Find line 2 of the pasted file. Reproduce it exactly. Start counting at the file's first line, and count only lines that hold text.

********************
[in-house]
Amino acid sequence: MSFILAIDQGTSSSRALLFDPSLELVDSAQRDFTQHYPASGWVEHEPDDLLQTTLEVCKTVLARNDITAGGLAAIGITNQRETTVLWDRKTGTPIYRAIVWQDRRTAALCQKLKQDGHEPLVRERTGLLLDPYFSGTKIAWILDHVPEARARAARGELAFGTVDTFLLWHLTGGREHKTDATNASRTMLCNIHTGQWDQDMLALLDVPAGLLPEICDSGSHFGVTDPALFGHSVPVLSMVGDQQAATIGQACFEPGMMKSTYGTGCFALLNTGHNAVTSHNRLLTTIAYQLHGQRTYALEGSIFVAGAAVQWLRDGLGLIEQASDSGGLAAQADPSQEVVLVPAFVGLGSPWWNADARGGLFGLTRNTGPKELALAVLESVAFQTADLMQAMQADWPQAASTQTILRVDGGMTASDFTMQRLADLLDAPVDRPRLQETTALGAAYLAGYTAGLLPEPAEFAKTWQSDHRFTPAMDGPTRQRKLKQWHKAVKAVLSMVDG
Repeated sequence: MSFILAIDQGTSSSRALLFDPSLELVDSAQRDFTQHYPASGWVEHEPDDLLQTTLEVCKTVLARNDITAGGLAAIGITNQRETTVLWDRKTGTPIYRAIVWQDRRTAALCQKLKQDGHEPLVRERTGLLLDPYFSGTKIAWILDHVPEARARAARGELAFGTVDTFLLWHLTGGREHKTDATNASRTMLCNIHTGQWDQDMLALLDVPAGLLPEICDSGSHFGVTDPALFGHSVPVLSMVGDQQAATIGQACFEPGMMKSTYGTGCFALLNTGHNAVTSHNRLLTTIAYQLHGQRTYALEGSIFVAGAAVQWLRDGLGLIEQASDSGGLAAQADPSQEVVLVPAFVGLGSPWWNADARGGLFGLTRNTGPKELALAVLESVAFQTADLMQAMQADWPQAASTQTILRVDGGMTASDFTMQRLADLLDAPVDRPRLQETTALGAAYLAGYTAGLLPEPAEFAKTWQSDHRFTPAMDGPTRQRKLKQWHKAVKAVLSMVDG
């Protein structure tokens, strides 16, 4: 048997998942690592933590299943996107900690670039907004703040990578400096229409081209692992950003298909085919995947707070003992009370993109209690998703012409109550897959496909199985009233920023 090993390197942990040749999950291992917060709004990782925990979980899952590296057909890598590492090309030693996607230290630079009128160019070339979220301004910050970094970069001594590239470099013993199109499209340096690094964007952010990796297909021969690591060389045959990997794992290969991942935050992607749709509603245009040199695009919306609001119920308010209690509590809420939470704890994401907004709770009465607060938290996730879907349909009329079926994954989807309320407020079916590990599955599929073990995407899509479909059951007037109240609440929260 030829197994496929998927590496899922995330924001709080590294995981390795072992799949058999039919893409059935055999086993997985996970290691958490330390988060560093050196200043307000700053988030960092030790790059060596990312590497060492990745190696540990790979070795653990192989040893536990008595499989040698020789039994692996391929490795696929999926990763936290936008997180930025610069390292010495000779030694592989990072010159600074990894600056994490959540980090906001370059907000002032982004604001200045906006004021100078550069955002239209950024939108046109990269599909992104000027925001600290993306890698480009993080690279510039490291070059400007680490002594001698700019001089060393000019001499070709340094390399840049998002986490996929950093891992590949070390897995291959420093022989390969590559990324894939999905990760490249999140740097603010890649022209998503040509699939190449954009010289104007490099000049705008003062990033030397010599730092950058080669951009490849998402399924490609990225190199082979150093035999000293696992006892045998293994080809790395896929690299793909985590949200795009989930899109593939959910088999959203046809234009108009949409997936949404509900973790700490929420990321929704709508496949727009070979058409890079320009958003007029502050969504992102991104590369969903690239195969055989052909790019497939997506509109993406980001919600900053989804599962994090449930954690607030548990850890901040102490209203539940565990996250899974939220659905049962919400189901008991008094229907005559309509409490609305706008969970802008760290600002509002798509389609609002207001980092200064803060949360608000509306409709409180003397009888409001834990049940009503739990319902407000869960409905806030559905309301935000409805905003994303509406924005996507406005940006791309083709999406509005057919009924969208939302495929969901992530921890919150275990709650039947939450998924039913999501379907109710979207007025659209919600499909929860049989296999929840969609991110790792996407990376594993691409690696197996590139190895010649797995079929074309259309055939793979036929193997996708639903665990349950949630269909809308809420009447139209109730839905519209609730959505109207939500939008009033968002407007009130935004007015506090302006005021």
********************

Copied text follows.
Amino acid sequence: MSFILAIDQGTSSSRALLFDPSLELVDSAQRDFTQHYPASGWVEHEPDDLLQTTLEVCKTVLARNDITAGGLAAIGITNQRETTVLWDRKTGTPIYRAIVWQDRRTAALCQKLKQDGHEPLVRERTGLLLDPYFSGTKIAWILDHVPEARARAARGELAFGTVDTFLLWHLTGGREHKTDATNASRTMLCNIHTGQWDQDMLALLDVPAGLLPEICDSGSHFGVTDPALFGHSVPVLSMVGDQQAATIGQACFEPGMMKSTYGTGCFALLNTGHNAVTSHNRLLTTIAYQLHGQRTYALEGSIFVAGAAVQWLRDGLGLIEQASDSGGLAAQADPSQEVVLVPAFVGLGSPWWNADARGGLFGLTRNTGPKELALAVLESVAFQTADLMQAMQADWPQAASTQTILRVDGGMTASDFTMQRLADLLDAPVDRPRLQETTALGAAYLAGYTAGLLPEPAEFAKTWQSDHRFTPAMDGPTRQRKLKQWHKAVKAVLSMVDG